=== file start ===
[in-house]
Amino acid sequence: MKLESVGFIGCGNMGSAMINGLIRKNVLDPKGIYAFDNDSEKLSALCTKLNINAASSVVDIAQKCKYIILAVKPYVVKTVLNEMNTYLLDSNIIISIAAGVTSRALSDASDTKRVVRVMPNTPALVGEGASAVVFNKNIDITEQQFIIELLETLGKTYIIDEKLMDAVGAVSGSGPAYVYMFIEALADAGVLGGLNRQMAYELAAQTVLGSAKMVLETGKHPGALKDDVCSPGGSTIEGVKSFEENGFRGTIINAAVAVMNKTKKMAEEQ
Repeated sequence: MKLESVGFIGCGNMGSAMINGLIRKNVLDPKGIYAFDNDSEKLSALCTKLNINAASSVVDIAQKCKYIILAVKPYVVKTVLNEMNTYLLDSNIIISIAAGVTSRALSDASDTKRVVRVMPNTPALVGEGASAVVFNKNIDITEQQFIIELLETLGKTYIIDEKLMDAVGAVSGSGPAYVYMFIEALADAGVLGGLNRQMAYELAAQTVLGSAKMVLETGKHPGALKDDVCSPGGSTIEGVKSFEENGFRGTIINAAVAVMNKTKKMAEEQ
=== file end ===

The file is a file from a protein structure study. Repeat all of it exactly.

[in-house]
Amino acid sequence: MKLESVGFIGCGNMGSAMINGLIRKNVLDPKGIYAFDNDSEKLSALCTKLNINAASSVVDIAQKCKYIILAVKPYVVKTVLNEMNTYLLDSNIIISIAAGVTSRALSDASDTKRVVRVMPNTPALVGEGASAVVFNKNIDITEQQFIIELLETLGKTYIIDEKLMDAVGAVSGSGPAYVYMFIEALADAGVLGGLNRQMAYELAAQTVLGSAKMVLETGKHPGALKDDVCSPGGSTIEGVKSFEENGFRGTIINAAVAVMNKTKKMAEEQ
Repeated sequence: MKLESVGFIGCGNMGSAMINGLIRKNVLDPKGIYAFDNDSEKLSALCTKLNINAASSVVDIAQKCKYIILAVKPYVVKTVLNEMNTYLLDSNIIISIAAGVTSRALSDASDTKRVVRVMPNTPALVGEGASAVVFNKNIDITEQQFIIELLETLGKTYIIDEKLMDAVGAVSGSGPAYVYMFIEALADAGVLGGLNRQMAYELAAQTVLGSAKMVLETGKHPGALKDDVCSPGGSTIEGVKSFEENGFRGTIINAAVAVMNKTKKMAEEQ